Coffee shop war brewing in Moncton

Independent cafes in Moncton are struggling to hold onto their customers a week after international coffee giant Starbucks opened a new downtown location.

Independent cafes going head-to-head with international giant Starbucks

Independent cafes in Moncton are going head-to-head with international coffee giant Starbucks, which opened a new downtown location last week.

The smaller shops say Starbucks is luring some customers away, but they aren't giving up without a fight.

David Shin, who owns Cafe C'est la Vie, just a few doors down, says his sales volumes have dropped.

"Everyone wants to go there, see inside, what happened there," he said.

"That went a little stronger than I expected because of the brand name. But I think it [will] be a small tornado," with minimal damage.

Shin has put up a sign, reminding customers he uses and sells local products — something Starbucks doesn't do.

Evan Houlahan says that's why he is not a Starbucks patron.

"I'm pretty sure that I wouldn't be supporting a local family, and local produce and the local economy as much as coming to what you'd call a local mom and pop shop, for sure."

I think we should be supporting our neighbours and our friends and the businesses that they start.- Tobi Steeves, customer

Tobi Steeves agrees.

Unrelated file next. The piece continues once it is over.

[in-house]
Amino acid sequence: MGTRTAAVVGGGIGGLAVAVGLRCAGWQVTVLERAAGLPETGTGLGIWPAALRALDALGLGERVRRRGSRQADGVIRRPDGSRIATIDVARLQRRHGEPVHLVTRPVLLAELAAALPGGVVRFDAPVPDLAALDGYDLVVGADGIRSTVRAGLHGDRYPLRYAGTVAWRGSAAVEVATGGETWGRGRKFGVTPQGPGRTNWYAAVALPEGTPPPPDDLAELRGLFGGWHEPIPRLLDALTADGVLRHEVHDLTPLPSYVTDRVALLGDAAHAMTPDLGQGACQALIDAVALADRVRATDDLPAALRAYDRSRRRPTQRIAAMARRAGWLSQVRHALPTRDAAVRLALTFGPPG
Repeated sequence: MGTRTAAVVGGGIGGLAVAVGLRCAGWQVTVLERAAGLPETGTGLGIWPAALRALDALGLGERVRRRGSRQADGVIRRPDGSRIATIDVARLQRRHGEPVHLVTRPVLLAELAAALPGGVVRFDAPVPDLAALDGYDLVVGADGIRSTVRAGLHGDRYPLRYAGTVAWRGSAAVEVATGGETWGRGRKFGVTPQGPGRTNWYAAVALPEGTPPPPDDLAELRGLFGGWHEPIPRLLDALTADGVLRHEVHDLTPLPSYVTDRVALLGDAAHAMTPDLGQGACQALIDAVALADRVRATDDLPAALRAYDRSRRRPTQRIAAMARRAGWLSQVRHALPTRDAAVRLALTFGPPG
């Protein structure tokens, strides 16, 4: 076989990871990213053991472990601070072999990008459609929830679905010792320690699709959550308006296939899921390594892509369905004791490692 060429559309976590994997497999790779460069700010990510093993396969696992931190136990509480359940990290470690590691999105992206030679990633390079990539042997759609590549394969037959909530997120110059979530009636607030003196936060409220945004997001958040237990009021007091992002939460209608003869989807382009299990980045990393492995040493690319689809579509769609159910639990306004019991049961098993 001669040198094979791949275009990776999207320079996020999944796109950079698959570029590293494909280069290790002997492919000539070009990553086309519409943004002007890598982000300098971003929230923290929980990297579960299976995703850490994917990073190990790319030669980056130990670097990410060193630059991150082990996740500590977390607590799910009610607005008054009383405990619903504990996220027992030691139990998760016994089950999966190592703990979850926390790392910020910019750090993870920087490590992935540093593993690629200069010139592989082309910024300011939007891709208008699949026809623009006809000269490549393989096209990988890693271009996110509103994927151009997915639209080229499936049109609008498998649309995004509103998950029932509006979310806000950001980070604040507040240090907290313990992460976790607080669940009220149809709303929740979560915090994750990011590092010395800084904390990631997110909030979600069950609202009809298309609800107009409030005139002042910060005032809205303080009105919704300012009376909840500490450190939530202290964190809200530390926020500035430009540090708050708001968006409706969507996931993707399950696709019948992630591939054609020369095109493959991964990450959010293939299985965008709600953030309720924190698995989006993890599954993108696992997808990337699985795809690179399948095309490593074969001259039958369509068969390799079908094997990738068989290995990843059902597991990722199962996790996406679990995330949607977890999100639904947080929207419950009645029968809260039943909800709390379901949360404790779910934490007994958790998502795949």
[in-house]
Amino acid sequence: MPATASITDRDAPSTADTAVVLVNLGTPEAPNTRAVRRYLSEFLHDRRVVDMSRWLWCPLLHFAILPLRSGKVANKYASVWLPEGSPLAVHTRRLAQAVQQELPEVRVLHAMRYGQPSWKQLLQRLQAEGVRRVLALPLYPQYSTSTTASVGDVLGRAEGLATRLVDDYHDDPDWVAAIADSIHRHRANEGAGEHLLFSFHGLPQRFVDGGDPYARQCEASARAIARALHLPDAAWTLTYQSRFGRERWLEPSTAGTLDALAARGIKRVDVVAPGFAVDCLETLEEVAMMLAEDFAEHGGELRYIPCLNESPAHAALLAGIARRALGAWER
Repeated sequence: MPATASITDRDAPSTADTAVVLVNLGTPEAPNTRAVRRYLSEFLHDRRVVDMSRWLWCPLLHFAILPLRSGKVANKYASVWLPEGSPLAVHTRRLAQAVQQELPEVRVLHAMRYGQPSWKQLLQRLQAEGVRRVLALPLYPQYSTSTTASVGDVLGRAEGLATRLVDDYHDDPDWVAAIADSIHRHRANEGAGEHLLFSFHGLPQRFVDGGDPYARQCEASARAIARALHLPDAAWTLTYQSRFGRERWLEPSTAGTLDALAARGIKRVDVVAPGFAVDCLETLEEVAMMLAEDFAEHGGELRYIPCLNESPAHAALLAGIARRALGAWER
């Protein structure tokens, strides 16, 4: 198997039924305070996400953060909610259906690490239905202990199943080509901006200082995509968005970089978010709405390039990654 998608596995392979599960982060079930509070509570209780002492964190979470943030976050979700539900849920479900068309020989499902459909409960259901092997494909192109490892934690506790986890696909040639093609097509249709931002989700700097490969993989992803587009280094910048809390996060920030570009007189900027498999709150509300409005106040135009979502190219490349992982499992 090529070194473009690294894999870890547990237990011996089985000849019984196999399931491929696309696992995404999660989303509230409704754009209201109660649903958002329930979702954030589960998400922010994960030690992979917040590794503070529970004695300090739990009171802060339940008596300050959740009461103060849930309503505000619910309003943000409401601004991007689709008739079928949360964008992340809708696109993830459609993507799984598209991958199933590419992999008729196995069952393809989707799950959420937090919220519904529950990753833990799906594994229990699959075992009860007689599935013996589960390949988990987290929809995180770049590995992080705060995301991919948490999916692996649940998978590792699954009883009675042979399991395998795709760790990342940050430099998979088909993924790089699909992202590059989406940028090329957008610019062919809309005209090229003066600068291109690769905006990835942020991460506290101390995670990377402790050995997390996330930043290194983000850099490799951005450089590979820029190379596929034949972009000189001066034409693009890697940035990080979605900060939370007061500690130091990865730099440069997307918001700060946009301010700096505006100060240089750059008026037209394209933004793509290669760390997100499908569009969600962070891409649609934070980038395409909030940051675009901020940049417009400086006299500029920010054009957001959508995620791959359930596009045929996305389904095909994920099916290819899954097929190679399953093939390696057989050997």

"I think we should be supporting our neighbours and our friends and the businesses that they start. And not something that comes from the States and is spreading all over the place," she said.

Meanwhile, it seems even Canada's biggest coffee chain is not immune to the latest competition.

Tim Hortons has announced its shop down the street from the from the new Starbucks, the fourth location in the city, will now be open on Sundays.

Anne Poirier-Basque, of Downtown Moncton Inc., hopes the increased competition will help bring new people downtown.

"Their concerns are legitimate, but at the same time they have to make sure they provide an environment where they will be able to bring in their customers," she said.

Shin says he does his best, offering specialties, such as Korean food and homemade desserts, and space for cultural activities, including musical performances and art displays.

He says he hopes there is enough of a market for small shops like his to survive, but whatever happens, like the name of his cafe, c'est la vie.

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